Linux Tutorials
About Lesson

Change root:

Change root (chroot) is an operation that changes the apparent root directory for the current running process and
their children. A program that is run in such a modified environment cannot access files and commands outside
that environmental directory tree.


*root privileges
*Another working Linux environment,such as Live CD boot or an existing distribution
*Matching environment architectures of chroot source and destination (check current environment architecture with uname -m)
*Kernel modules which you may need in chroot environment must be loaded (for example, with modprobe)

Manually changing root in a directory

1. Ensure you met all requirements, as per Requirements
2. Mount the temporary API filesystems:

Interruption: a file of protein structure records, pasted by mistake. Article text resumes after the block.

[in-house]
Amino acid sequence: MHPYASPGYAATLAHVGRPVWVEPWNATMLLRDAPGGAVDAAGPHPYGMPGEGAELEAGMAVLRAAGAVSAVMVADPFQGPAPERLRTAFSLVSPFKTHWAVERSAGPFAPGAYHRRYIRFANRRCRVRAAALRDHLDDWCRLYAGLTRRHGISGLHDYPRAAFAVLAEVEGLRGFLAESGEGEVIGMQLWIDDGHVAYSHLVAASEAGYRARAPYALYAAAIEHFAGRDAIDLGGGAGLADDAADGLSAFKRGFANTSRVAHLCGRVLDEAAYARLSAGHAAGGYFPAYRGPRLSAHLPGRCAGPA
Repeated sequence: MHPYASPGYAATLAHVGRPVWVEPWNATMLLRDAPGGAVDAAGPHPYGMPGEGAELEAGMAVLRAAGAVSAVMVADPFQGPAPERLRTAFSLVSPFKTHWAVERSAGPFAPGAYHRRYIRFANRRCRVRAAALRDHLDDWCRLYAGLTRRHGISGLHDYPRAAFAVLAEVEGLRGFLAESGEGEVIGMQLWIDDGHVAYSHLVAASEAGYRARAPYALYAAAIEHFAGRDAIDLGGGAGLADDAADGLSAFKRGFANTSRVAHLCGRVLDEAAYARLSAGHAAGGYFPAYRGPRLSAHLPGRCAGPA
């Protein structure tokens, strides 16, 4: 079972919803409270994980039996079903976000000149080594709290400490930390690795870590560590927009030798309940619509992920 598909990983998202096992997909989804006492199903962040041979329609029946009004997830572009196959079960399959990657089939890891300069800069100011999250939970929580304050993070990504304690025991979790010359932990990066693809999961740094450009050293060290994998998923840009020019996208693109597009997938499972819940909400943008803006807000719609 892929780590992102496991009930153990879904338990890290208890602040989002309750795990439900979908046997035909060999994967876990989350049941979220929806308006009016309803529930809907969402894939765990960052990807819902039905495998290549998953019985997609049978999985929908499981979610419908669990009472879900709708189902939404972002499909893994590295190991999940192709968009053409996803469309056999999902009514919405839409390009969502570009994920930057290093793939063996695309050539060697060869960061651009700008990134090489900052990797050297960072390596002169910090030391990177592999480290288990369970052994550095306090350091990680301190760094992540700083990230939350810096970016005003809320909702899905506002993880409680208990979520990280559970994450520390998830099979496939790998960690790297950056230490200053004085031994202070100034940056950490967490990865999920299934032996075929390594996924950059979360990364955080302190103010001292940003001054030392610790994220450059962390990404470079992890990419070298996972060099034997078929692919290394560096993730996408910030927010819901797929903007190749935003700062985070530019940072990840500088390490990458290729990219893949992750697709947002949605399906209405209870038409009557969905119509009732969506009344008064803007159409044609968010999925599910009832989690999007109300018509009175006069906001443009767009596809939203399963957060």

cd /location/of/new/root
mount -t proc proc proc/
mount --rbind /sys sys/
mount --rbind /dev dev/
mount --rbind /run run/ (optionally)

3. If you need to use an internet connection in the chroot environment, copy over the DNS details:

cp /etc/resolv.conf etc/resolv.conf

4. Change root into /location/of/new/root, specifying the shell (/bin/bash in this example):

chroot /location/of/new/root /bin/bash

5. After chrooting it may be necessary to load the local bash configuration:

source /etc/profile
source ~/.bashrc

6. Optionally, create a unique prompt to be able to differentiate your chroot environment:

export PS1="(chroot) $PS1"

7. When finished with the chroot, you can exit it via:


8. Unmount the temporary file systems:

cd /
umount --recursive /location/of/new/root

Reasons to use chroot

Changing root is commonly done for performing system maintenance on systems where booting and/or logging in is no longer possible.
Common examples are:
reinstalling the bootloader
rebuilding the initramfs image
upgrading or downgrading packages
resetting a forgotten password
building software in a clean root environment

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